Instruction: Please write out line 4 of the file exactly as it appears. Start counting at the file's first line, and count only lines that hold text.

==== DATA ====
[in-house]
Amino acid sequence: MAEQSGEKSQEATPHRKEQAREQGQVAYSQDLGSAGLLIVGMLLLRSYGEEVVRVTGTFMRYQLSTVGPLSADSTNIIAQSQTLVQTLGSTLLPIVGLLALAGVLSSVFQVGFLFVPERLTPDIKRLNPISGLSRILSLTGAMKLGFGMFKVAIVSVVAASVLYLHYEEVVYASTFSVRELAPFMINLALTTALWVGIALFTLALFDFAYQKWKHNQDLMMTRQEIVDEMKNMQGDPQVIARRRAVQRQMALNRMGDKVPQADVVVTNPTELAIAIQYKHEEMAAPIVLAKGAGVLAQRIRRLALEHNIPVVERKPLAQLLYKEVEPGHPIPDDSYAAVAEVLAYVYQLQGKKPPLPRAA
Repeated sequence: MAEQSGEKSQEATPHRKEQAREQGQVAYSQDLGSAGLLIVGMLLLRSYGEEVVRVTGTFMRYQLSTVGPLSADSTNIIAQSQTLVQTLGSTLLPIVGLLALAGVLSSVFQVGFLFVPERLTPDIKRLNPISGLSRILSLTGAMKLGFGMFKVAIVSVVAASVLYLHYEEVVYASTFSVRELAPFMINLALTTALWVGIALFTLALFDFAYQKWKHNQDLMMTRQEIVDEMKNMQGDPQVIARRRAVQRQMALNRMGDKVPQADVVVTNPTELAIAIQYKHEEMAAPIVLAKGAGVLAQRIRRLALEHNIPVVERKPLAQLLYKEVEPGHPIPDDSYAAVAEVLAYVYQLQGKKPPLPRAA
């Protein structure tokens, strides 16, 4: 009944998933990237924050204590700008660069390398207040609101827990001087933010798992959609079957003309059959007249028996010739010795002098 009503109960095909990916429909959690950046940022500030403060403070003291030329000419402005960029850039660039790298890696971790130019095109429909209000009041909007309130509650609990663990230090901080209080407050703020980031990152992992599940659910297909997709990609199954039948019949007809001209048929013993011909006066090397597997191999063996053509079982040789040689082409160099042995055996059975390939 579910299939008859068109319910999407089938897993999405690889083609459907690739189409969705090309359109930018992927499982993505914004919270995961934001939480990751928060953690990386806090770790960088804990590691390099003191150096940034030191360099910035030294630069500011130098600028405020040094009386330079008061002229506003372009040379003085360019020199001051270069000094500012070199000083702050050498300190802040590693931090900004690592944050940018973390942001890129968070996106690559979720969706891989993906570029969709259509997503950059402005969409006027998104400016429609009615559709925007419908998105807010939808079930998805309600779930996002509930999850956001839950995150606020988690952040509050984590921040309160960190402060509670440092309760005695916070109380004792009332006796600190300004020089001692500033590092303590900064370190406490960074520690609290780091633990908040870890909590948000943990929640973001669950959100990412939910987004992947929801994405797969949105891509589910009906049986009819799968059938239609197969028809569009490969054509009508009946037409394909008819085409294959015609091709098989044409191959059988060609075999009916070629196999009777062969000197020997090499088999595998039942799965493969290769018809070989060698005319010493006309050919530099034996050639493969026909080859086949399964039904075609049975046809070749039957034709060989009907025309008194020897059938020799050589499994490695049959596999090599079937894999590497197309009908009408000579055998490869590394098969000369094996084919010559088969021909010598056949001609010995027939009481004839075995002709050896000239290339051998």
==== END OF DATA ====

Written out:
């Protein structure tokens, strides 16, 4: 009944998933990237924050204590700008660069390398207040609101827990001087933010798992959609079957003309059959007249028996010739010795002098 009503109960095909990916429909959690950046940022500030403060403070003291030329000419402005960029850039660039790298890696971790130019095109429909209000009041909007309130509650609990663990230090901080209080407050703020980031990152992992599940659910297909997709990609199954039948019949007809001209048929013993011909006066090397597997191999063996053509079982040789040689082409160099042995055996059975390939 579910299939008859068109319910999407089938897993999405690889083609459907690739189409969705090309359109930018992927499982993505914004919270995961934001939480990751928060953690990386806090770790960088804990590691390099003191150096940034030191360099910035030294630069500011130098600028405020040094009386330079008061002229506003372009040379003085360019020199001051270069000094500012070199000083702050050498300190802040590693931090900004690592944050940018973390942001890129968070996106690559979720969706891989993906570029969709259509997503950059402005969409006027998104400016429609009615559709925007419908998105807010939808079930998805309600779930996002509930999850956001839950995150606020988690952040509050984590921040309160960190402060509670440092309760005695916070109380004792009332006796600190300004020089001692500033590092303590900064370190406490960074520690609290780091633990908040870890909590948000943990929640973001669950959100990412939910987004992947929801994405797969949105891509589910009906049986009819799968059938239609197969028809569009490969054509009508009946037409394909008819085409294959015609091709098989044409191959059988060609075999009916070629196999009777062969000197020997090499088999595998039942799965493969290769018809070989060698005319010493006309050919530099034996050639493969026909080859086949399964039904075609049975046809070749039957034709060989009907025309008194020897059938020799050589499994490695049959596999090599079937894999590497197309009908009408000579055998490869590394098969000369094996084919010559088969021909010598056949001609010995027939009481004839075995002709050896000239290339051998």